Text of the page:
A German scholar has listed as many as 385 Medieval books which carry 'mirror' titles: The Mirour of Alkemy, Miroir de l'Ame, Spieghel Historiael, Speculum Ecclesiae, and so on. If titles such as these have since gone out of fashion, it is perhaps because readers no longer expect books simply to 'reflect' reality. Another reason may be that mirrors themselves are no longer convex, as they usually were until the 17th century, so that the word has ceased to carry the attractive promise of a larger reality compressed into a small and manageable compass. One of the most widely read of all Medieval 'mirrors' was the Speculum Humanae Salvationis or 'Mirror of Man's Salvation', which offered its readers nothing less than the whole history of the redemption in little. Its method is to treat each main episode in the life of Christ along with three other episodes, most of them from the Old Testament, which 'prefigure' it. All four episodes, in each case, are illustrated by a picture. Thus the picture of Lamech being beaten by his two wives illustrates one of three Old Testament prefigurations of the flagellation of Christ. The original Latin Speculum was translated into several vernaculars, including English; and it is the English version, made about the year 1400, that is edited in the handsome book under review here. Unfortunately, the sole surviving manuscript of the Middle English version has no illustrations, so the editor has had to look elsewhere for these. She accordingly reproduces woodcuts (168 of them) from a 15th-century print of the German version, each so far as possible opposite the relevant section of the English text. The result, as Dr Henry confesses, is a bibliographical bastard: but it is hard to see what else she could have done. For the Speculum, like its equally popular predecessor the Biblia Pauperum or 'Poor Men's Bible', is essentially a picture-book, albeit with an extensive text, and it is as such that it is presented here.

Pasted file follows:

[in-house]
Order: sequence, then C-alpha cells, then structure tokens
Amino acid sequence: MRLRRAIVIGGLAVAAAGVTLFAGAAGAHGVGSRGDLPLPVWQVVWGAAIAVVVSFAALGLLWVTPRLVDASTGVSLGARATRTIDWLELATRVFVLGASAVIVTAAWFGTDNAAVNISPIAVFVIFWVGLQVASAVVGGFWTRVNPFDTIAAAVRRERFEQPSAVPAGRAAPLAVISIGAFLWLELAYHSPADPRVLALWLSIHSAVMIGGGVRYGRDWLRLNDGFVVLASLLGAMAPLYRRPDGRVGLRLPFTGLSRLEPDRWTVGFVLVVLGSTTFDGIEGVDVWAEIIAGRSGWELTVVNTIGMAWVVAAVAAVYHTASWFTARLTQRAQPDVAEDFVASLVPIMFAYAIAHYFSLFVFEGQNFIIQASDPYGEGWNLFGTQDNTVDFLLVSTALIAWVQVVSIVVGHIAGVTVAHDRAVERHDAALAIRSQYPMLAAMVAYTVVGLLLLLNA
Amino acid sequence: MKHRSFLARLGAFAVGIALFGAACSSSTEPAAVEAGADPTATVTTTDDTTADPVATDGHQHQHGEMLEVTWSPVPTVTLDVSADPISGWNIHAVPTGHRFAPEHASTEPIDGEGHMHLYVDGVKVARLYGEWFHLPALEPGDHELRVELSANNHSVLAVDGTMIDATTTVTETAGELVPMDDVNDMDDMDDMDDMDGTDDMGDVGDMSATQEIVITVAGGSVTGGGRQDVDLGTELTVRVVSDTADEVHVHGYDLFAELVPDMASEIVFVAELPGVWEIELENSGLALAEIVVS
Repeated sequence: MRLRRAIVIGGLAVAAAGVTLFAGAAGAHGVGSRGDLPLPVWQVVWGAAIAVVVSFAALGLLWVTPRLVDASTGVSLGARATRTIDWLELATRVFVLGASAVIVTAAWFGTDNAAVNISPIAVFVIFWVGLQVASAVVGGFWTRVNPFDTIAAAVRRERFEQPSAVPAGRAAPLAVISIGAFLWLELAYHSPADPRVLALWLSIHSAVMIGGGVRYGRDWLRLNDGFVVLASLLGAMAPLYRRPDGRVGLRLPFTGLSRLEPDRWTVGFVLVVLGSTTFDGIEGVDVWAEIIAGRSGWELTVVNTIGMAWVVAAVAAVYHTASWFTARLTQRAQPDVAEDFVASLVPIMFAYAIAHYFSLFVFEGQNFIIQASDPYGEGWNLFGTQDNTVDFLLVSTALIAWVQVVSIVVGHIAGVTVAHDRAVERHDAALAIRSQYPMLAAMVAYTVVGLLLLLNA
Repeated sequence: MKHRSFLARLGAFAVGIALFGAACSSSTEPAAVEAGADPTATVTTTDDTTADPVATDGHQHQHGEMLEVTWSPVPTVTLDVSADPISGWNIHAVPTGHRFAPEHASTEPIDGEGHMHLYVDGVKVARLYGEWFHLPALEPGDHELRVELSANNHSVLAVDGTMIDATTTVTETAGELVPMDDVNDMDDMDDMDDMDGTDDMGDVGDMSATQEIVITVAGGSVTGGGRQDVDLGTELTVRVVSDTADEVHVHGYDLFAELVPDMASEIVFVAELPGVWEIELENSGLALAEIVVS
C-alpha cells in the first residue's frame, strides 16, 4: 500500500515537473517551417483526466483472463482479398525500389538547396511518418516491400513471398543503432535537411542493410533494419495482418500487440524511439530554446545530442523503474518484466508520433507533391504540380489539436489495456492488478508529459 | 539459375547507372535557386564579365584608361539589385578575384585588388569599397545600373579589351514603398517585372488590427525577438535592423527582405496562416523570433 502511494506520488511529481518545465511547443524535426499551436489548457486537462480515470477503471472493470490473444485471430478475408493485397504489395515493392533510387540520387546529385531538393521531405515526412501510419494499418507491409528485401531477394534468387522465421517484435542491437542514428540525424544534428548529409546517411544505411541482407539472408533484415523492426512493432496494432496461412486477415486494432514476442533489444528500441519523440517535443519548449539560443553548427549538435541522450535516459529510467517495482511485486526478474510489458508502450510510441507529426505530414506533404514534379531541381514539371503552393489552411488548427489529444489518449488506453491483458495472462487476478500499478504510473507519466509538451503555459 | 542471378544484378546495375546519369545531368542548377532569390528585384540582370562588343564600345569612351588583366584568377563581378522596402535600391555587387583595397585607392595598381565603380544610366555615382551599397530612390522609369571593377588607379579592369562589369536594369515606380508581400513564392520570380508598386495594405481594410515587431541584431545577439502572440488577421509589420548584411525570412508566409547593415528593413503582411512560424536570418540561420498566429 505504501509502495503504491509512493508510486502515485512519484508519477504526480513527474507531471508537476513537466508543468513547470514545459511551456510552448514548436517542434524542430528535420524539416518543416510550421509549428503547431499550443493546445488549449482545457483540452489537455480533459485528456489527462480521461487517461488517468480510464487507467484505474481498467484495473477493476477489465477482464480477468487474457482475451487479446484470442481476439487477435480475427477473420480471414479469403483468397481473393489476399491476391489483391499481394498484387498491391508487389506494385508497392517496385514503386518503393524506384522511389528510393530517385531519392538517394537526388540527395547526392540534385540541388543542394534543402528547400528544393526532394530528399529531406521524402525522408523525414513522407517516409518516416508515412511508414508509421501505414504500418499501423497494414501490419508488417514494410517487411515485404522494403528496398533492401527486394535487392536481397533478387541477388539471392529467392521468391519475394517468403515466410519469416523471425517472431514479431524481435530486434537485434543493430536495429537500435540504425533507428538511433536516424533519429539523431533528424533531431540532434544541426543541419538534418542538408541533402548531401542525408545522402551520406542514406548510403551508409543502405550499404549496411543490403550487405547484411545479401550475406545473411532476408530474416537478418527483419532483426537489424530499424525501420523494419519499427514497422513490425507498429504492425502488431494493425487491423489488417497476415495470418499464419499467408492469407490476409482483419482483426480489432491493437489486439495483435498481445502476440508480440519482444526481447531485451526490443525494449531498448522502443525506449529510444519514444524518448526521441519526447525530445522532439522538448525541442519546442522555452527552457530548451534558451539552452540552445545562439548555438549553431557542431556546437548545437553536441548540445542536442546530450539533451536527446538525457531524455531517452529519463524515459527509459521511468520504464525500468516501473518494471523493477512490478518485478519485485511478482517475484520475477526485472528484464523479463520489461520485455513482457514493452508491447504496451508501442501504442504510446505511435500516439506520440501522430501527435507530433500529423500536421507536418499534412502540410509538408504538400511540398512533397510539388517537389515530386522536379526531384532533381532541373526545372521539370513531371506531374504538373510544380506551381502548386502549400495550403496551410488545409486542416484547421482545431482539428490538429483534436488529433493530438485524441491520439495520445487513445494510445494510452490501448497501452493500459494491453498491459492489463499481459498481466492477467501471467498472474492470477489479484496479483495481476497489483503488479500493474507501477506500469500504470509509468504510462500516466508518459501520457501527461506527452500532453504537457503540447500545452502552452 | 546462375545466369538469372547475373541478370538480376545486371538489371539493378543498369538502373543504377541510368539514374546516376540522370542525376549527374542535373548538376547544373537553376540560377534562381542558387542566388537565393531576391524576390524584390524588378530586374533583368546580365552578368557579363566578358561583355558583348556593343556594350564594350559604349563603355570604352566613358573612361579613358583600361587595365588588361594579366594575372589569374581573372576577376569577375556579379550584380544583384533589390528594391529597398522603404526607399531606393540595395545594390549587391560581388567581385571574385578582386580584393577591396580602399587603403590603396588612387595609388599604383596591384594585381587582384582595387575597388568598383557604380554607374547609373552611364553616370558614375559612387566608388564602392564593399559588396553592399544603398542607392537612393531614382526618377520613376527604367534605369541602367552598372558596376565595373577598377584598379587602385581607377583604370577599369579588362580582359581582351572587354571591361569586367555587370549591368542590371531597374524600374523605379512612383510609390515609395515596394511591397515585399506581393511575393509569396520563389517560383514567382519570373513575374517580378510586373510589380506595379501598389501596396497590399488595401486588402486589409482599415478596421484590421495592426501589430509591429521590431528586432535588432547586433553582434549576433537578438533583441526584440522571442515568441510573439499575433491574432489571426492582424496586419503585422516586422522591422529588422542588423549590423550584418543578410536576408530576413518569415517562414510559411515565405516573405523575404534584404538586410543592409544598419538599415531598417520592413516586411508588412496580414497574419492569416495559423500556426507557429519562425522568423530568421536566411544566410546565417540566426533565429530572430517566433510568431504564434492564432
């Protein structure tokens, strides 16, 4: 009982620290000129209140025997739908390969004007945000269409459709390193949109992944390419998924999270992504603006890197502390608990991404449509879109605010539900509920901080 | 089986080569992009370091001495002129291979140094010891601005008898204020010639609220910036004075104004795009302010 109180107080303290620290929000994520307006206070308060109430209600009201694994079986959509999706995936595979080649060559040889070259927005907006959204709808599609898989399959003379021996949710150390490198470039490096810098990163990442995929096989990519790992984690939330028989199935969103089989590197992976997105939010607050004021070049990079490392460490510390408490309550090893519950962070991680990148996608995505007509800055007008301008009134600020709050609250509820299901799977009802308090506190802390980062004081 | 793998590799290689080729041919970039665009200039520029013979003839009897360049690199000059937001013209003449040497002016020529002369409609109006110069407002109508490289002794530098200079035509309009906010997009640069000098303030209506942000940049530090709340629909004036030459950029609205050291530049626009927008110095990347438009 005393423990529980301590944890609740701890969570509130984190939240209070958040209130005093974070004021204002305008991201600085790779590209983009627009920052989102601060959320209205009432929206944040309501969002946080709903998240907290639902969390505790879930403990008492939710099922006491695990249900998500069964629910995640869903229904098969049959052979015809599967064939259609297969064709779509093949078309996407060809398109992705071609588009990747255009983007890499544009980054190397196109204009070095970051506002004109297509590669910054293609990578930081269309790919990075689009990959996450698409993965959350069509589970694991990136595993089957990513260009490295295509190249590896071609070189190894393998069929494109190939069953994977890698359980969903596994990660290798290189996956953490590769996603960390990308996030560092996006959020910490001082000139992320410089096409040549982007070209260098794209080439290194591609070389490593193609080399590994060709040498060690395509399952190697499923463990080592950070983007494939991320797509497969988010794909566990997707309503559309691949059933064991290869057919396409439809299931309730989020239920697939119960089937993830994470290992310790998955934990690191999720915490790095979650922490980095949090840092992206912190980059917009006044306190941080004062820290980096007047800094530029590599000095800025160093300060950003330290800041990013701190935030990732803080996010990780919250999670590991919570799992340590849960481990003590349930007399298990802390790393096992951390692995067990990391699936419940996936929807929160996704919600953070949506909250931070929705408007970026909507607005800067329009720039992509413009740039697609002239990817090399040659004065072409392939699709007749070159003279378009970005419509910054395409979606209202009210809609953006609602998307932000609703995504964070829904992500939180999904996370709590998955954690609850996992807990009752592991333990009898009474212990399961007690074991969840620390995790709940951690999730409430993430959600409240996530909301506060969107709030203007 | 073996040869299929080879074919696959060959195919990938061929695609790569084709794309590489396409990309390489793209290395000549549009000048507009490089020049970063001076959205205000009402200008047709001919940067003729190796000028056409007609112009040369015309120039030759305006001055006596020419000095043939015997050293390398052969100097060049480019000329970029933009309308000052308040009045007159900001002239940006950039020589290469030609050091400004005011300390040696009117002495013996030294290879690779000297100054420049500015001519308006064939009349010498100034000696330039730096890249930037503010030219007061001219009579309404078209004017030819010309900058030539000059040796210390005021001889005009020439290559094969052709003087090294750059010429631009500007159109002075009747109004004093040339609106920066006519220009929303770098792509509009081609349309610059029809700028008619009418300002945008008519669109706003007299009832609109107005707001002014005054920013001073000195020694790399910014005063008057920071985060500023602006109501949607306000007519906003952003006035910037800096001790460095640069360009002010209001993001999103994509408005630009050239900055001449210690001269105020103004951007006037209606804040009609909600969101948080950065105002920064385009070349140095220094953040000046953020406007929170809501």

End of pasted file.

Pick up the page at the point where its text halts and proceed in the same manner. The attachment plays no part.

LRB 21 May 1987 | PDF Download